AEDs can be purchased for as little as $1,200 – but need to be maintained
In Toronto alone, emergency service personnel respond to more than 2,000 cardiac arrests annually, 16 to 20 per cent of which occur in public places, according to Cardiac Safe City, a program from Toronto’s emergency medical services.
The use of automatic external defibrillators (AEDs) in both public and private settings has been proven to save lives. In fact, stand-alone cardiopulmonary resuscitation (CPR) only helps to resuscitate a victim about five per cent of the time — with a combination of CPR and defibrillation, survival rates can reach as high as 75 per cent.
An AED is a small, portable unit used to identify abnormal cardiac rhythms and, when appropriate, deliver a shock that may correct abnormal electrical activity in the heart.
Shopping malls, office buildings or industrial sites can present major challenges for emergency medical crews, as SCA victims may be located several floors above or below street level. This delay in accessing a victim hinders the delivery of a lifesaving shock by crucial minutes.
In conjunction with CPR, the faster the AED is used, the higher the rate of survival. Survival rates can drop by up to 10 per cent for each minute AED use is delayed.
Although not mandatory, more and more employers are implementing AED programs in the workplace. For example, the City of Ottawa invested $1.9 million in a Public Access Defibrillation program, with about $600,000 allotted toward training all staff. The city went from a two per cent survival rate in 2001 to a 12.3 per cent survival rate today, according to the Sudden Cardiac Arrest Foundation.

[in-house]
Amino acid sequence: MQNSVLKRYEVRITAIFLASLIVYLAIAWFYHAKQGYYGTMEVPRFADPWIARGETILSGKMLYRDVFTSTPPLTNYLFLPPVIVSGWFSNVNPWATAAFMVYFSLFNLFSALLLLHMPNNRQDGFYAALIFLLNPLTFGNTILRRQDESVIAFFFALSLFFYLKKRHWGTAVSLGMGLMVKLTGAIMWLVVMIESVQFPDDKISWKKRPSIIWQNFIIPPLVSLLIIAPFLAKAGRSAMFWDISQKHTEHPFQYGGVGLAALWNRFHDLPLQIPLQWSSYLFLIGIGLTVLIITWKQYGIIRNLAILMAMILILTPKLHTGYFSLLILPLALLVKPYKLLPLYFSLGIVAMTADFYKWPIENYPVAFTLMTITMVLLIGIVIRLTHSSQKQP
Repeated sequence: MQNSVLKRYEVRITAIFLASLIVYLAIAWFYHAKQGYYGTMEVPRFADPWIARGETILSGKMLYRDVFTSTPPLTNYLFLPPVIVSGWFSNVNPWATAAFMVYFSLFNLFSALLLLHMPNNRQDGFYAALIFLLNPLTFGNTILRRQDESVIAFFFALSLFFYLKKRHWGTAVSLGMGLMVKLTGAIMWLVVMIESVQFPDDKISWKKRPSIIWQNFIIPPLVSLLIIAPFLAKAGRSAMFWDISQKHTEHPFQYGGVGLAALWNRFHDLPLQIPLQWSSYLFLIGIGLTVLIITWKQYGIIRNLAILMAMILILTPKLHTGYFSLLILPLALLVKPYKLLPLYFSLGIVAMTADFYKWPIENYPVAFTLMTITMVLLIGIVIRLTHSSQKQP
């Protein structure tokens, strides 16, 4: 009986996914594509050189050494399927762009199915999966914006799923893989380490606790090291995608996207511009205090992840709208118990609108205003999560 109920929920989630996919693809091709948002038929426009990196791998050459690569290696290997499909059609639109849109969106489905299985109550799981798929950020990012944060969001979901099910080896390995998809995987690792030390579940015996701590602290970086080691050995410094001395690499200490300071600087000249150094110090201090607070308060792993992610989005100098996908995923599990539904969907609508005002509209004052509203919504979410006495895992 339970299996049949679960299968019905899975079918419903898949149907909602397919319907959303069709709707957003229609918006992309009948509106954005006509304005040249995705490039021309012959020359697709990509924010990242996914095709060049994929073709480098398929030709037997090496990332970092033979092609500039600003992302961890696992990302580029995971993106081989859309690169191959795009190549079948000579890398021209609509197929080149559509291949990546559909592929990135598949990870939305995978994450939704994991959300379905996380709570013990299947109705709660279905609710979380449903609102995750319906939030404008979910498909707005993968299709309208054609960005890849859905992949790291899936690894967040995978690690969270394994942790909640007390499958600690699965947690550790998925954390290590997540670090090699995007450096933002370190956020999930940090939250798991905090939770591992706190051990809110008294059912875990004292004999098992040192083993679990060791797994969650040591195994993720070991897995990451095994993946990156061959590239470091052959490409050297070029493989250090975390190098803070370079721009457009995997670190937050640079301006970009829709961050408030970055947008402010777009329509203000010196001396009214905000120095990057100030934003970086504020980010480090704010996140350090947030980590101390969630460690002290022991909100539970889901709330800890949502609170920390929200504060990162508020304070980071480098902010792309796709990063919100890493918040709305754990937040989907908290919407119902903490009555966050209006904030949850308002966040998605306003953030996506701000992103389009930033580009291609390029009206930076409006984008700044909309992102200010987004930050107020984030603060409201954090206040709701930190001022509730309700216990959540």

In considering whether to implement an AED program, employers should consider:
What, how, where? What type of AED will be purchased? How many? Where will they be located? How will they be accessed and maintained? To answer these questions, an employer must take into account:
•the distance from the workplace to emergency medical services
•the number of workers in the workplace
•the number of visitors to the workplace
•the nature of the work.
In order to select the appropriate type of AED, it is important to discuss your needs with the AED provider or trainer. Health Canada has approved six devices in Canada for use.
In considering the number of AEDs that should be installed, a good rule of thumb is if you walk briskly 60 to 90 seconds in any direction, that would be the coverage of that particular AED machine, according to Terry Brown, Toronto-based president of SOS Emergency Response Technologies, during an interview with Canadian Safety Reporter (a sister publication of Canadian HR Reporter). That would be a round trip of a maximum of two to three minutes.
Who will be trained to use an AED? It’s very important to have a well-documented workplace policy outlining the roles and responsibilities of those involved in the program.
In Ontario, all recognized providers of both emergency and standard first aid programs are required to have their students use a defibrillator trainer. However, the orientation training may not go into the particular details of a workplace-specific program, such as requirements for retraining, unit maintenance, procedures following the use of an AED and program management. It is important that these items be discussed in detail with any potential supplier or training provider.